Leftovers and food waste are the biggest problems to face with Thanksgiving dinner, so when you’re hosting dinner make sure to take steps to reduce it.
As a guest, offering to take some leftovers away with you will help as well.
Here are some tips on how to have a sustainable Thanksgiving dinner to reduce food waste:
- Only prepare as much as you know will be eaten
- Buy only what you need and plan for
- Buy local and organic ingredients
- Reduce how much you peel vegetables and use the skins in your recipes
- Ask guests to bring containers to take away leftovers
- Plan creatively to use up all your leftovers
- Freeze leftovers to use another day
- Instead of throwing away burnt food, try reviving your food first
- Compost or bokashi anything you can’t eat
- Eat less meat – buy smaller turkeys or try Tofurkey
- Donate your leftovers locally to food banks or shelters
If you’re not able to compost your food, find out if you have any local composting schemes to send food waste to.
It’s better to hold on to leftovers and eat them later than throwing them out – it means you’re not buying more perishable food that might also be wasted.
Sustainable Thanksgiving recipes
The best sustainable Thanksgiving recipes are those that are made from scratch.
While it’s a lot of work compared to buying pre-produced ingredients, the less prepared your ingredients are the smaller their carbon footprint.
Always check your cupboards and pantry before committing to any recipes – using what you already have cuts down on food waste as well!
If a recipe uses only half of an ingredient, try to find a complementary recipe that will use the rest.
When searching for recipes, use keywords like ‘organic’, ‘vegan’, and ‘sustainable’ to find the most eco-friendly options.
Here are some suggestions for sustainable Thanksgiving recipes:
- The Green Loot’s 40+ vegan Thanksgiving recipes and vegan dessert recipes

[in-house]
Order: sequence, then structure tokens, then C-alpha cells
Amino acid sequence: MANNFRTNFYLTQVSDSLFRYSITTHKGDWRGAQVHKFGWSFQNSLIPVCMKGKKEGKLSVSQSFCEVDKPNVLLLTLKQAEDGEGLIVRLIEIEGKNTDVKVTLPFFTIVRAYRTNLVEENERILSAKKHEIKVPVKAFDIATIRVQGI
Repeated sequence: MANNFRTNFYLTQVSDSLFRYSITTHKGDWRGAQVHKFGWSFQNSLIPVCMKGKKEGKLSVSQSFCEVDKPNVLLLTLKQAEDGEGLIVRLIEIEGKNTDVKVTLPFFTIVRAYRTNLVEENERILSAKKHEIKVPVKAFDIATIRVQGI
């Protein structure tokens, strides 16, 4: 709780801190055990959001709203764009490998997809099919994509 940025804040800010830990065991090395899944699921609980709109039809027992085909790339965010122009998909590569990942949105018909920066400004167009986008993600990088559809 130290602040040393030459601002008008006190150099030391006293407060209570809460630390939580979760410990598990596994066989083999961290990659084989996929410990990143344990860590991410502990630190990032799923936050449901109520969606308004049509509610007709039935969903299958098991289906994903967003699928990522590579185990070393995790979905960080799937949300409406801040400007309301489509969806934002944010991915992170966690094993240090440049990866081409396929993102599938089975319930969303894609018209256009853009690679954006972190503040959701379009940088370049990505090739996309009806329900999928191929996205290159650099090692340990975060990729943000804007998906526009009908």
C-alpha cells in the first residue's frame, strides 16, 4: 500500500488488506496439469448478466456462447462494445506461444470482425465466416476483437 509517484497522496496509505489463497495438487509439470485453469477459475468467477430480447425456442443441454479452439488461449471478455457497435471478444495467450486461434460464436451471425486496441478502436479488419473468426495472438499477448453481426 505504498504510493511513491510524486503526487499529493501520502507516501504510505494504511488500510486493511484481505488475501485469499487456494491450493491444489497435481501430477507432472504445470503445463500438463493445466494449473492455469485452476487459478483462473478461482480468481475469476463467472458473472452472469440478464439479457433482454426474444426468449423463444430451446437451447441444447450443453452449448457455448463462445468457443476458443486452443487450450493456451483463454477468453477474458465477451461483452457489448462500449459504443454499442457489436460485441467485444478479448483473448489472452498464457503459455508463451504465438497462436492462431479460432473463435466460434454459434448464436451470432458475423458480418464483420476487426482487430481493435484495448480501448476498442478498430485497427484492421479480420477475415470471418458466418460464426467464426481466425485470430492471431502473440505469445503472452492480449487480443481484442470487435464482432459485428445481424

- Mother Earth News’ sustainable Thanksgiving meals and recipes – including sustainable turkey options
- GreenChoice’s Thanksgiving food swaps
- Stuffed pumpkin with baked vegetables (less water used for cleaning up!)
- Pumpkin bread from Good Housekeeping
Sustainable Thanksgiving decorations
Thanksgiving is the best holiday for sustainable decorations, as the autumnal aesthetic can be made with completely natural decorations.
Gourds and pumpkins can be used for decorating and food, so if a recipe calls for only the insides of pumpkin use the shell to put in some twigs, leaves, and flowers for a makeshift centerpiece.
Make the most of what you already have where you can – a plain table or ordinary tablecloth can be elevated with creative placements of sticks and flowers. You could even go hunting for pinecones to add to the vibe. Delicately placed leaves on a white tablecloth can give you a minimalistic artsy look to your table.
A bowl or tree of thanks and gratitude can be made on the day as a centerpiece. Take some recycled paper and a few pencils and ask family and guests to write what they’re thankful for. You can tie it to a tree with some string, or just use an ordinary bowl.
Recycled paper can be used for paper garlands, arts and crafts, paper turkeys, and more. You can use leaves to create colorful, autumnal flowers and art too. Make sure to use eco-friendly glue!